(5)  Persians are inherently different from other cats.  They have a gentleness I have never before experienced, which goes beyond their calm natures.  Pye would often brush my cheek ever so softly with her right paw when she wanted affection.   She would raise up on her hind legs to receive a pet.  She was always happy, always eager to interact, always loving, despite the illness and daily struggles to give her medication.  Living with Pyewacket made me smile and sigh with deep pleasure.

(6)  I have learned (again) how little control I have.  We all like to think that if we do certain things just so and plan and work very hard, that things will go our way.  This is an illusion we buy into, and sometimes it works out for the best, but other times, it does not.  The death of someone we love is a great reminder that sometimes our plans and desires have nothing to do with what the universe has in store.

(7)  My capacity to love has not been hindered by the many losses I have had in my life.  Love, and not just romantic love, is the reason for our being.  I choose to keep my heart open and to allow the infinite well-spring of love to flow into and through it.  I know there will be more loss and more pain, yet to exist in a state with a closed heart and lack of emotional connection is not an option for me.  I choose love.  And I have the sweetest of memories to comfort me during times of grief.

I bid farewell and safe passage to my sweet Pyewacket.  Others may come after you, but none can replace you.

And so, I have been continually working on making this new house one that reflects my style and my personality.  These are things over which I do have control.  Focusing on them helps to ease my grief and affirms life by caring for those in the here and now, celebrating beauty, and connecting to the abundance of the natural world.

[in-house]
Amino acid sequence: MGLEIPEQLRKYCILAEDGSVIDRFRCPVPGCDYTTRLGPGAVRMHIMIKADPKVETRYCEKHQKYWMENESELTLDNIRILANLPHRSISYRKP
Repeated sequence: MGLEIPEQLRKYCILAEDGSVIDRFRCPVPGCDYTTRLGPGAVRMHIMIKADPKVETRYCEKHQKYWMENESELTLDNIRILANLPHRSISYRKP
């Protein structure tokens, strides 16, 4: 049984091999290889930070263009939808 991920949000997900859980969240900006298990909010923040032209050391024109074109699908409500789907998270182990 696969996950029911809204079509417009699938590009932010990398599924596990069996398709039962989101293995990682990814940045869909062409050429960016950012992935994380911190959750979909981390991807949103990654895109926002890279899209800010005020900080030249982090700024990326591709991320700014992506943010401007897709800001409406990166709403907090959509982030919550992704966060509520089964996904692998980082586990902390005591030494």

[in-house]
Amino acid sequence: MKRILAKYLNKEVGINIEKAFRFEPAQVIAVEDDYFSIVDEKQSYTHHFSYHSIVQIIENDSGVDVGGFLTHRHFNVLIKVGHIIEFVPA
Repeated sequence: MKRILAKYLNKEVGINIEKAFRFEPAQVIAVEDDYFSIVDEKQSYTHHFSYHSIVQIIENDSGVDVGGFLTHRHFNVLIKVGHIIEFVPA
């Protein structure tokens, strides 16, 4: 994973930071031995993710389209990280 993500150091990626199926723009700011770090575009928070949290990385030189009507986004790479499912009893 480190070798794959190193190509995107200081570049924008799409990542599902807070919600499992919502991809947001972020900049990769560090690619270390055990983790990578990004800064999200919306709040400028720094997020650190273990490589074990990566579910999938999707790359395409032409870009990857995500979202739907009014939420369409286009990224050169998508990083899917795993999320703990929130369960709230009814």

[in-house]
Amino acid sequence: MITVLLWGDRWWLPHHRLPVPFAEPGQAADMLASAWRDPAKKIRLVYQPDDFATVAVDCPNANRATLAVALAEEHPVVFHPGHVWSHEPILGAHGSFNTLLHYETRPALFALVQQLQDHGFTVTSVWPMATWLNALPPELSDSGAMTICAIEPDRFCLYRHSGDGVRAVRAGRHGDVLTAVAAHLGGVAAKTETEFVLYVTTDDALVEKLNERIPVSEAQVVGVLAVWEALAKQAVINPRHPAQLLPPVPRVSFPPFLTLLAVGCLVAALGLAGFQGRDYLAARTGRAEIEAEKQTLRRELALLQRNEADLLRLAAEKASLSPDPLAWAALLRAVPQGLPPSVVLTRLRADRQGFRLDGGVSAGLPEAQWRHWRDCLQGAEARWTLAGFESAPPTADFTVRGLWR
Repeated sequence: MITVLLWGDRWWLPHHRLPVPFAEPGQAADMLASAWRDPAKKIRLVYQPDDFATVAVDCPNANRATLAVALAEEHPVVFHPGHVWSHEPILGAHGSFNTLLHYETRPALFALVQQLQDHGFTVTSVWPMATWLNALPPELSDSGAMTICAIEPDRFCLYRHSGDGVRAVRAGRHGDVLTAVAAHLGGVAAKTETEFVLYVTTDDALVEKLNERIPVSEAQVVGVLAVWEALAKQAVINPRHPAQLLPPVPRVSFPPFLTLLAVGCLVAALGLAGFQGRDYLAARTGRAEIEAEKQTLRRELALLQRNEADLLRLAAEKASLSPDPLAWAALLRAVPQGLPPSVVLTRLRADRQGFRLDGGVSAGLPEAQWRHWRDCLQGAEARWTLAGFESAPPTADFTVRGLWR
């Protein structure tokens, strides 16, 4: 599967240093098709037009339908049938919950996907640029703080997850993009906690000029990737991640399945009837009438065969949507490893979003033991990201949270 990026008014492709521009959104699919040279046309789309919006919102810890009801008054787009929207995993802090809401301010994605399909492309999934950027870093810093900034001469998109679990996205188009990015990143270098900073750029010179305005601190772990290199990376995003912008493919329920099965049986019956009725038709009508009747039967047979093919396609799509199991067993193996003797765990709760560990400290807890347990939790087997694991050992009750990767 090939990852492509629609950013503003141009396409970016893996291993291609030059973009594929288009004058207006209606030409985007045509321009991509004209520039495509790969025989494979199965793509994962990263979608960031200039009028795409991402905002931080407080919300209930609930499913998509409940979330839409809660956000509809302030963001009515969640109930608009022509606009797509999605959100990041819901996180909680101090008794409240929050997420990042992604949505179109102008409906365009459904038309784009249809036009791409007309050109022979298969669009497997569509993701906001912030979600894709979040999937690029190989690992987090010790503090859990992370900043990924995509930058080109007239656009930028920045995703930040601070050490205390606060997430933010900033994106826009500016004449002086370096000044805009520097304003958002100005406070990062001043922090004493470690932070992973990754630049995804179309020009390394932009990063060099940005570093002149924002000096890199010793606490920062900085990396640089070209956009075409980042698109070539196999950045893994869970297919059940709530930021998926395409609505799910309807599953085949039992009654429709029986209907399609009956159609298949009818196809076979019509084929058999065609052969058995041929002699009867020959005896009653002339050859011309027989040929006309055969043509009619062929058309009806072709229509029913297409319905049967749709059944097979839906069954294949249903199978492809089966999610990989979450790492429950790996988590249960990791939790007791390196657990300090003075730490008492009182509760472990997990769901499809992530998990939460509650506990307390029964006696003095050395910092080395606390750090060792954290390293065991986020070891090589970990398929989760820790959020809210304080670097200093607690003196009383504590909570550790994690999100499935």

Stay tuned for the next post where I share changes I have made to our little cottage in the woods.   After all, decorating is good therapy!

Until next time...



  1. I am so sorry for your loss. This is truly helpful son's sweetheart wants a flat nosed kitty but when I share this with her I think she will change her mind. She hates any kind of animal cruelty...she loves animals. She is even a vegetarian because of the animal cruelty involved in providing meat for us to consume. So thank you for sharing your heart and advice. (hugs)

  2. Kerrie,

    The poor thing struggled to breathe every day of her short life. It was truly heart-breaking. My husband is also very saddened by her loss and her struggle and has asked that we no get another Persian, even one that has a more traditional facial structure. Neither one of us can bear to go through that again. Thanks for your support, my friend. And please do share this with your son's girlfriend.

  3. I'm so sorry for the loss of your sweet baby. I hope soon that your tears are replaced with smiles and wonderful memories of Pyewacket.